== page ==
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2015 NFL Draft: Is Todd Gurley a Legit Offensive Rookie of the Year Contender?

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Taking a look at what Gurley will have to do to be named the 2015 OROY...and how likely those chances are.

Jeff Curry-USA TODAY Sports

A new piece from NFL.com has a top six list of offensive rookie of the year candidates for 2015:

And of course...

It's easy enough to pencil him in the group. A 10th overall pick headed into what seems to be a run-heavy system, or at least a run-favorable one. A week ago, we got the first wagering odds that had Gurley as the fifth-favorite to win the 2015 OROY. So yes, there's plenty to ride with here.

A couple complicating factors though:

1.) Gurley's still coming off of an ACL injury with expectations of multiple years of performance, not just immediate production (which the Rams have gotten the last two years out of since demoted/traded running backs).

2.) Tre Mason.

3.) Fisher hates playing rookies in general, let alone top picks who he apparently wants for a long time coming off of a knee injury while he has an acceptable fill-in in the meantime.

It's also worth considering some of the recent OROY award winners.

2014

Giants WR Odell Beckham, Jr., picked up the award for 2014 over Cowboys G Zack Martin and Buccaneers WR Mike Evans.

The top rookie running back was Cincinnati's Jeremy Hill who finished with 1,124 yards and 9 TDs. That was good for eighth in the league in yards and tied for third in TDs. Hill was the second RB taken in the 2014 Draft coming in the second round with the 55th overall pick. He was preceded by one pick by Bishop Sankey who went to the Titans. Sankey finished the year with just 569 yards and 2 TDs. The second-most productive rookie RB? The Rams' Tre Mason who racked up 765 yards.

2013

Five players got votes in the run up for this one. San Diego WR Keenan Allen, Cincinnati RB Giovani Bernard, Detroit OL Larry Warford and Minnesota WR Cordarrelle Patterson all received votes, but the award ultimately went to Green Bay RB Eddie Lacy. Bernard was the first RB taken in the 2013 NFL Draft at #37 near the top of the 2nd round; Lacy came at the back end of it at #61. On the field, Lacy finished with 1,178 yards (8th in the NFL) and 11 TDs (3rd); Bernard had 695 yards (28th) and 5 TDs (26).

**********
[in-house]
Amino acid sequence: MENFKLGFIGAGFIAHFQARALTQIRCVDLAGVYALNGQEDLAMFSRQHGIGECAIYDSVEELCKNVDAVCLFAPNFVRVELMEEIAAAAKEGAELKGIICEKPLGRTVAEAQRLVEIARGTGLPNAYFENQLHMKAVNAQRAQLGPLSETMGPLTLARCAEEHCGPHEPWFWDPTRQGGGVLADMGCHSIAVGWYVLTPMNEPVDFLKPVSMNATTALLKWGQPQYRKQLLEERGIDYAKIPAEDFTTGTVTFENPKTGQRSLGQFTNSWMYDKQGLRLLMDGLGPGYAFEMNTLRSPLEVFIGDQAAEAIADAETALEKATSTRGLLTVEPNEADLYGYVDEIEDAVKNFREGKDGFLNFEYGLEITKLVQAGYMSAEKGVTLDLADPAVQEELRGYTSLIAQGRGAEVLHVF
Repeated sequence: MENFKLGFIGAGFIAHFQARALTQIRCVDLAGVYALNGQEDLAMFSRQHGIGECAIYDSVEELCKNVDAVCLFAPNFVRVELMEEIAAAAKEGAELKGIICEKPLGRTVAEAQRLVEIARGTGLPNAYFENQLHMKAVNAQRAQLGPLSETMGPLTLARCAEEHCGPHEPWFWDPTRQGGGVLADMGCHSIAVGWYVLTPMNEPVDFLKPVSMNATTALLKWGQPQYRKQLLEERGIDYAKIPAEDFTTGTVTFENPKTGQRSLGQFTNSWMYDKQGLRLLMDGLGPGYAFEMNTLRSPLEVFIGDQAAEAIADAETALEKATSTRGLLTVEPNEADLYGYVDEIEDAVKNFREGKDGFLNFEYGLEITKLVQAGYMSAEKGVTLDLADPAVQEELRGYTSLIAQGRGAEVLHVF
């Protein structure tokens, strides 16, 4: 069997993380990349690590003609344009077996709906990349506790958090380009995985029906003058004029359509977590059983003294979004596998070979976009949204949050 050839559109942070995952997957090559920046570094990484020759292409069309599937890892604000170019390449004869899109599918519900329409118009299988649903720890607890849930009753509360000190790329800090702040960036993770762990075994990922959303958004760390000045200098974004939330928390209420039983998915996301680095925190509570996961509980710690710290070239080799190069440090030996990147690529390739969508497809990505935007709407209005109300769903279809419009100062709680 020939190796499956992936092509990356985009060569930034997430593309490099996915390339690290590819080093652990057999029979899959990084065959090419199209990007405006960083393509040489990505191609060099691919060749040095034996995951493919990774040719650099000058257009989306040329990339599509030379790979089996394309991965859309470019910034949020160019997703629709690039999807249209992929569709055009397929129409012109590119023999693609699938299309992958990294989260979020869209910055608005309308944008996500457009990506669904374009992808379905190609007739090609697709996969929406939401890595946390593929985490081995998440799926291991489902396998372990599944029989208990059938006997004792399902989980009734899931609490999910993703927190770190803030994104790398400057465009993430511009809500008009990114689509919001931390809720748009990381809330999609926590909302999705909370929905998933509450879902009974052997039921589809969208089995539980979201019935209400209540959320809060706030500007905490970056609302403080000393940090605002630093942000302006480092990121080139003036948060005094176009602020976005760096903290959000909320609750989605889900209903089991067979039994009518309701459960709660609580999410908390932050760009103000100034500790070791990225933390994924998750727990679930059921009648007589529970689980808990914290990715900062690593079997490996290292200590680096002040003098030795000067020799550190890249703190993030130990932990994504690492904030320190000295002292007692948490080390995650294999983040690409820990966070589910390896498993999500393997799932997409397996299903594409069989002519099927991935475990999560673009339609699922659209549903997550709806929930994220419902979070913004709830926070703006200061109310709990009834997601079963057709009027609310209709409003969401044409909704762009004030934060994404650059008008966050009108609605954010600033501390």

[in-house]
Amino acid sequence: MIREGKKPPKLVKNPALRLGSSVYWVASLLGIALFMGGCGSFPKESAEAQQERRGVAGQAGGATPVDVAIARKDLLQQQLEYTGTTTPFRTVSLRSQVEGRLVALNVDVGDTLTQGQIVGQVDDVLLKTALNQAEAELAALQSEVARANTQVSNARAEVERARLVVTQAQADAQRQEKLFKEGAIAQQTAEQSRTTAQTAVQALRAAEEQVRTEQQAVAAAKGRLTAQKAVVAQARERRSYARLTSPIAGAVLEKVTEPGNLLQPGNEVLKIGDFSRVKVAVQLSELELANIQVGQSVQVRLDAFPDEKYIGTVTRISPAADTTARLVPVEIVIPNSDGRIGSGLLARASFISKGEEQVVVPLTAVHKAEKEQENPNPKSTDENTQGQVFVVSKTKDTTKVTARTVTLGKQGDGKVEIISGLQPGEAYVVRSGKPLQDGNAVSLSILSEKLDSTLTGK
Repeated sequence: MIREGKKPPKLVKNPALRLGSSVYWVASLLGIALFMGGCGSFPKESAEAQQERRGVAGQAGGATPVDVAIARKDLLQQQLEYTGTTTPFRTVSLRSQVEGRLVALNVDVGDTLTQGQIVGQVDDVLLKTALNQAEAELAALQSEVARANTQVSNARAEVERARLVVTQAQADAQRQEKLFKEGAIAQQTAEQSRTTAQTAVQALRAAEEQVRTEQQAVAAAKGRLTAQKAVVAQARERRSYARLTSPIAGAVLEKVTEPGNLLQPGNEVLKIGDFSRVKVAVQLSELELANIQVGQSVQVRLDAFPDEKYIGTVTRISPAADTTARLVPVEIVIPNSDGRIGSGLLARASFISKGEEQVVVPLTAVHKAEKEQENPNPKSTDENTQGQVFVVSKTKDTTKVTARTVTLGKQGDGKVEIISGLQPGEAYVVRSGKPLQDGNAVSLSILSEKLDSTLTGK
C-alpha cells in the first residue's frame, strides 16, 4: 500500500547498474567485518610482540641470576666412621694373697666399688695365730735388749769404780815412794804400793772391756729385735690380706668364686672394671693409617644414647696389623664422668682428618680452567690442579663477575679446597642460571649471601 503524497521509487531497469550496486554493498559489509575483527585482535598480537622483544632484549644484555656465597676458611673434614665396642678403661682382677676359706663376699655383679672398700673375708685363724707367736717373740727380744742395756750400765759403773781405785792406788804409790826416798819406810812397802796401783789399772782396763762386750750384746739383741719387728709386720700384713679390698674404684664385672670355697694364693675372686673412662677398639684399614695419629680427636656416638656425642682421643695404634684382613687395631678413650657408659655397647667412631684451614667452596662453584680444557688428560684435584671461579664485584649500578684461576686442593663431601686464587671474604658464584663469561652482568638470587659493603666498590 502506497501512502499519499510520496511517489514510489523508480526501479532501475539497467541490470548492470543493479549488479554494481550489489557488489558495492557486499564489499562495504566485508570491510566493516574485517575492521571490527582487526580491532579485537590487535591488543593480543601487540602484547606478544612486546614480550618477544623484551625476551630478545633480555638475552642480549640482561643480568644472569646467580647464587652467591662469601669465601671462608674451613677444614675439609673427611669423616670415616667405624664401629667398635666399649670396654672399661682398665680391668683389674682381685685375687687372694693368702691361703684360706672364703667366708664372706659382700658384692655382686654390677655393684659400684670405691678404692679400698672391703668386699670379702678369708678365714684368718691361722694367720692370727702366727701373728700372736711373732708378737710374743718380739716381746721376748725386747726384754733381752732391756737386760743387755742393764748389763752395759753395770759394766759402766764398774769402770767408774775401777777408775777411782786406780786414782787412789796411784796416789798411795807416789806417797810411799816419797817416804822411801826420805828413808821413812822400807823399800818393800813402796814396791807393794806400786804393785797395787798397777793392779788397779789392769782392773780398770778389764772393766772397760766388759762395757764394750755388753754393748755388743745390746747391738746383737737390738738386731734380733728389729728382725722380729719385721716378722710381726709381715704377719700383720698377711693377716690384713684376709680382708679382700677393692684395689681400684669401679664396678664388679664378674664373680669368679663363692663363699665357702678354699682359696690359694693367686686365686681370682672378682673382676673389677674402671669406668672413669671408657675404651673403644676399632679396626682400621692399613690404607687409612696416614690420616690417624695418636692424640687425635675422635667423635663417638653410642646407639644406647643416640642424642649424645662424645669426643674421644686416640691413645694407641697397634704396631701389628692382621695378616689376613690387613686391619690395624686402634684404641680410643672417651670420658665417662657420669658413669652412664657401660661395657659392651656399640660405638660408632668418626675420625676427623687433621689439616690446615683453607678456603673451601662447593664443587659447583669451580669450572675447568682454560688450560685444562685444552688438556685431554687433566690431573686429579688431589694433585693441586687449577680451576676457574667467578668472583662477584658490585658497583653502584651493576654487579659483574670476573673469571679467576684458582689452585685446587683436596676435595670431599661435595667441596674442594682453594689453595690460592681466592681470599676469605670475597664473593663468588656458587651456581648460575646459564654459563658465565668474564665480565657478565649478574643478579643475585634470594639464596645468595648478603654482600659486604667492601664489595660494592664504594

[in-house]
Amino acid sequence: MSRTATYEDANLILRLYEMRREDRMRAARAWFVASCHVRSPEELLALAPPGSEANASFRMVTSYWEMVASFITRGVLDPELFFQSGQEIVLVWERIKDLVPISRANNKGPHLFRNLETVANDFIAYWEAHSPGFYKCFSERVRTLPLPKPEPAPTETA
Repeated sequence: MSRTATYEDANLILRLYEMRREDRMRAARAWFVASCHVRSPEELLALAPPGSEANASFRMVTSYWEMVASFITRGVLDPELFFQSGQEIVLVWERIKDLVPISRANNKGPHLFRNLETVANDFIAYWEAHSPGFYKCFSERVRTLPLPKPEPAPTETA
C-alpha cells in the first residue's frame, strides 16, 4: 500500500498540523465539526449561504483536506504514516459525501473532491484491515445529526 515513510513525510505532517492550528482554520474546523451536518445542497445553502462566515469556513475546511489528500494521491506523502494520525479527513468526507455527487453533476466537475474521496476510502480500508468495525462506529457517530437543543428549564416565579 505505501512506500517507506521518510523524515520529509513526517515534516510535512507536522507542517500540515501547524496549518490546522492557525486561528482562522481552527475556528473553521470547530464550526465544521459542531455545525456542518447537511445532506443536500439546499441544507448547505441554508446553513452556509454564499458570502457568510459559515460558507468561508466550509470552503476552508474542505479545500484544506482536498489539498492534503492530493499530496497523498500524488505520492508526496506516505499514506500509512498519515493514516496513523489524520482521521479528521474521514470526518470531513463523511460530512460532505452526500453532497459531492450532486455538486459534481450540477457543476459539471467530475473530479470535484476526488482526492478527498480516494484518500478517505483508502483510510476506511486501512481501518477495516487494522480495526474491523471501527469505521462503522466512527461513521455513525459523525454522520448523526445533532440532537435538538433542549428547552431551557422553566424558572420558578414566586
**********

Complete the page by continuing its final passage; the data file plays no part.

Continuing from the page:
2012

Ah, RGIII. Remember that? Fun times. yes, Robert Griffin III beat out Colts QB Andrew Luck and Seattle QB Russell Wilson for the OROY. It was also the season which followed a 2012 NFL Draft that saw three first-round RB selections (Trent Richardson at #3 to the Browns, Doug Martin at #31 to the Buccaneers and David Wilson at #32 to the Giants) and two second-round RBs (Isaiah Pead at #50 to the Rams and LaMichael James at #61 to the 49ers).

The most productive of those in year one was Doug Martin who went off for 1,454 yards (5th) and 11 TDs (5th).

2015...

All of that being considered, how does Gurley win the award? Well for one, competition matters most. Doug Martin's 2012 season for a rookie was pretty damn incredible. And I didn't even mention Washington RB Alfred Morris who was taken near the top of the sixth round at #173 overall and then put up 1,613 yards (2nd) and 13 TDs (2nd). Neither got a vote. A year later, Gio Bernard got a vote for roughly half of that, though to be fair Bernard has been very productive as a receiving back, where Lacy took a jump in year two after a mediocre year one as a receiver. Morris rarely figures into the passing game.

So Gurley's chances at winning are first and foremost about his peers. Outside of that, you're looking at 1,000 yards and, what, maybe 8 TDs at a minimum for a shot? Considering that so many Rams fans are comfortable with Gurley resting his knee on the sidelines well into the 2015 season (and that Tre Mason indeed still exists), that's a tall task. If Gurley were to sit out the five games before the bye, which isn't an improbable scenario given his knee and Fisher's proclivity to wait on rookies, that would require a nearly 100 yard/1 TD performance in every game.

Expectations for Gurley don't necessarily need to include the offensive rookie of the year, but as the hype grows, bear in mind how improbable it would be with all the factors working against him.